A recent PhD thesis from James Cook University has been receiving a reasonable amount of attention on sites that either dispute anthropogenic global warming (AGW), or its significance (I won’t link to them, but you can probably find them if you want). The PhD is by someone called John McLean. His PhD supervisor was initially Bob Carter, who died a couple of years ago (Stoat’s post about his death caused a bit of a furore). After Bob Carter’s death, he was then supervised by Peter Ridd, who was fired earlier this year by James Cook University.
If you really want to read the thesis, you can download it here. It has two main parts, one of which considers problems with the HadCRUT4 data, and the other considers alternative causes for the warming, and that bleaching on the Great Barrier Reef has happened before. It’s all very amateurishly written; it’s more like blog science, than something that could be submitted for a PhD.
The discussion of problems with the HadCRUT4 data is very odd. It’s well known that HadCRUT4 suffers from coverage bias. However, there are a number of other global temperature datasets that account for this issue and produce results that are broadly consistent with the HadCRUT4 data (HadCRUT4’s coverage bias actually leads to it showing slightly less warming than those datasets that do account for this). It’s possible that there are problems with some of the actual data, but there is lots of data, so a problem with a small fraction of this data is almost certainly of negligible significance. It seems highly unlikely that those who work with these datasets haven’t checked to see how the results might be impacted by potential data issues. You can also sample subsets of the full dataset. Doing so produces results that are consistent with the full dataset.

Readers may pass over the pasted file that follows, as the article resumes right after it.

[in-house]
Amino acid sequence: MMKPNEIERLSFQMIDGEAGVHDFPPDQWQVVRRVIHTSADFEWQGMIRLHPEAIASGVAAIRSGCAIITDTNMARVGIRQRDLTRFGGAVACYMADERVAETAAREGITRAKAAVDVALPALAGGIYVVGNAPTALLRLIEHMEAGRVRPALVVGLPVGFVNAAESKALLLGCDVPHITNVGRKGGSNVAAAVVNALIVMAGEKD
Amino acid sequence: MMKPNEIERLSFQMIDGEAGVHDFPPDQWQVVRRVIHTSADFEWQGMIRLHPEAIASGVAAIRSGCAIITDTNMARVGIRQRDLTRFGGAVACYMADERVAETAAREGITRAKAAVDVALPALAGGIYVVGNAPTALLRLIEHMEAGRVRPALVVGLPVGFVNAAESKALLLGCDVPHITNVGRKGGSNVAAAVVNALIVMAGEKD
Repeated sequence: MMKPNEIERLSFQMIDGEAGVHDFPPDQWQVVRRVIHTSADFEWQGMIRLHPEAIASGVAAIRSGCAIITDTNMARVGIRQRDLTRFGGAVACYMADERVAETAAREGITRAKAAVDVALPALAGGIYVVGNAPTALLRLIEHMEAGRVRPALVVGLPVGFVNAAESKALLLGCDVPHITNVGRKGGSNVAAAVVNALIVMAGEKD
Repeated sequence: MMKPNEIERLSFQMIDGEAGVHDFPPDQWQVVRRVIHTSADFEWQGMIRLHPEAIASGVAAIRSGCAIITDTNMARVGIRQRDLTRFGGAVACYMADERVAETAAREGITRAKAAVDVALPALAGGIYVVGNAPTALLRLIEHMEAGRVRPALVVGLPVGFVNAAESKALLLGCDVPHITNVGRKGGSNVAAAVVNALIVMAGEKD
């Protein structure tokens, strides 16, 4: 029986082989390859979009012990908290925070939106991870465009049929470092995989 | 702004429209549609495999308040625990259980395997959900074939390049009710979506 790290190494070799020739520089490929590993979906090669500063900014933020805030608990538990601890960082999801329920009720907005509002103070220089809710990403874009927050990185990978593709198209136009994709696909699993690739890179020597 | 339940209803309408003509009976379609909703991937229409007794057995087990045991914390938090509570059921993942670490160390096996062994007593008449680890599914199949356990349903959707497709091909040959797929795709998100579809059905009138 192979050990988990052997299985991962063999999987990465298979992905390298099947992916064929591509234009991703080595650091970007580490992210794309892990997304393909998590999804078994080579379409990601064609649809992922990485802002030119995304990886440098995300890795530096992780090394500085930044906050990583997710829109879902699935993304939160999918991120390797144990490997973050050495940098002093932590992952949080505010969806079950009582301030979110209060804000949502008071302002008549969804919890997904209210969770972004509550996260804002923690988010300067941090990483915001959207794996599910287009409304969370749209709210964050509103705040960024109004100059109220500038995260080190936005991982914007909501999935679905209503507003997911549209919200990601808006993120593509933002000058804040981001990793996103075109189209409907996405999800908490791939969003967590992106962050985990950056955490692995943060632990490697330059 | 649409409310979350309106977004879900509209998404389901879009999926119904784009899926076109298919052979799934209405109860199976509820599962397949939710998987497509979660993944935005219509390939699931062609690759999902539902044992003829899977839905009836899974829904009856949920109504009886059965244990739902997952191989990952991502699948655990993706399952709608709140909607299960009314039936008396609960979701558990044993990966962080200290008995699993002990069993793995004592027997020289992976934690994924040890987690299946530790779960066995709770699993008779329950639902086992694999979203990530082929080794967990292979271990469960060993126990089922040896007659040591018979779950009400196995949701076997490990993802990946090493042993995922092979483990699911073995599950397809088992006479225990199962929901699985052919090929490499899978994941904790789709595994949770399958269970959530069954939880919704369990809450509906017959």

The next part of the thesis suggests that the observed warming is a consequence of a combination of ENSO events and changes in cloud cover. This appears to be based on a paper he published in 2009 and one he published in 2014 (I had a link to this, but it was giving warnings when some tried to access it, so I’ve removed it). Turns out that I’ve already discussed the latter. Essentially, it ignores that clouds are a feedback not a forcing, so it’s just nonsense. I don’t think anyone ever published a response, but it seems to have been mostly ignored.
There was, however, a response published to the first paper which says
The suggestion in their conclusions that ENSO may be a major contributor to recent trends in global temperature is not supported by their analysis or any physical theory presented in their paper, especially as the analysis method itself eliminates the influence of trends on the purported correlations.
Essentially, the analysis removed the trend, so couldn’t say anything about what might be causing the long-term warming. As far as I can see, the thesis makes no mention of this response.
I’ve probably already wasted enough of my time discussing this thesis, so will stop here. I don’t know how theses are examined at James Cook university, but it would be quite interesting to know who the examiners were. I’ll finish by posting a Media Matters video that discusses McLean’s work.